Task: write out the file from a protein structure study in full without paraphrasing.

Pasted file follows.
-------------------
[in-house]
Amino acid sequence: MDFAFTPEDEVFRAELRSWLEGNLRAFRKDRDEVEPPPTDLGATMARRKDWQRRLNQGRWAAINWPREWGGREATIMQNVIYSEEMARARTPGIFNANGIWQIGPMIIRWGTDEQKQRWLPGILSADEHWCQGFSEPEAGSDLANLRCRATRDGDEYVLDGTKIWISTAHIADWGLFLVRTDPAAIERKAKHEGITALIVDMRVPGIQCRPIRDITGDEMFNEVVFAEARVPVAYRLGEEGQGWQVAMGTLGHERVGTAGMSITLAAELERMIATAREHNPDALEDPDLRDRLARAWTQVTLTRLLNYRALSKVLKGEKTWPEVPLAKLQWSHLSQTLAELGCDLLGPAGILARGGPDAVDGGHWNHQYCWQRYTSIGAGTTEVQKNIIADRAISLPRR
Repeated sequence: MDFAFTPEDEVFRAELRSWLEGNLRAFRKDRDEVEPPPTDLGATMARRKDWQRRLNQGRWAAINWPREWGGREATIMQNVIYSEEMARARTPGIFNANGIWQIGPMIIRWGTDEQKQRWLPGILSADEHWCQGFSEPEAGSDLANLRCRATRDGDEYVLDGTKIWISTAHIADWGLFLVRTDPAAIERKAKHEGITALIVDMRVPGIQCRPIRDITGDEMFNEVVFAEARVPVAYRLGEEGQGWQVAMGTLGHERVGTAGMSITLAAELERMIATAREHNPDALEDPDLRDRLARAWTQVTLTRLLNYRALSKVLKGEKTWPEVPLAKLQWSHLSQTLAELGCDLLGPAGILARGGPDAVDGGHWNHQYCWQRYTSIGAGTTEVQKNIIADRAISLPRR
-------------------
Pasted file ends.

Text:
[in-house]
Amino acid sequence: MDFAFTPEDEVFRAELRSWLEGNLRAFRKDRDEVEPPPTDLGATMARRKDWQRRLNQGRWAAINWPREWGGREATIMQNVIYSEEMARARTPGIFNANGIWQIGPMIIRWGTDEQKQRWLPGILSADEHWCQGFSEPEAGSDLANLRCRATRDGDEYVLDGTKIWISTAHIADWGLFLVRTDPAAIERKAKHEGITALIVDMRVPGIQCRPIRDITGDEMFNEVVFAEARVPVAYRLGEEGQGWQVAMGTLGHERVGTAGMSITLAAELERMIATAREHNPDALEDPDLRDRLARAWTQVTLTRLLNYRALSKVLKGEKTWPEVPLAKLQWSHLSQTLAELGCDLLGPAGILARGGPDAVDGGHWNHQYCWQRYTSIGAGTTEVQKNIIADRAISLPRR
Repeated sequence: MDFAFTPEDEVFRAELRSWLEGNLRAFRKDRDEVEPPPTDLGATMARRKDWQRRLNQGRWAAINWPREWGGREATIMQNVIYSEEMARARTPGIFNANGIWQIGPMIIRWGTDEQKQRWLPGILSADEHWCQGFSEPEAGSDLANLRCRATRDGDEYVLDGTKIWISTAHIADWGLFLVRTDPAAIERKAKHEGITALIVDMRVPGIQCRPIRDITGDEMFNEVVFAEARVPVAYRLGEEGQGWQVAMGTLGHERVGTAGMSITLAAELERMIATAREHNPDALEDPDLRDRLARAWTQVTLTRLLNYRALSKVLKGEKTWPEVPLAKLQWSHLSQTLAELGCDLLGPAGILARGGPDAVDGGHWNHQYCWQRYTSIGAGTTEVQKNIIADRAISLPRR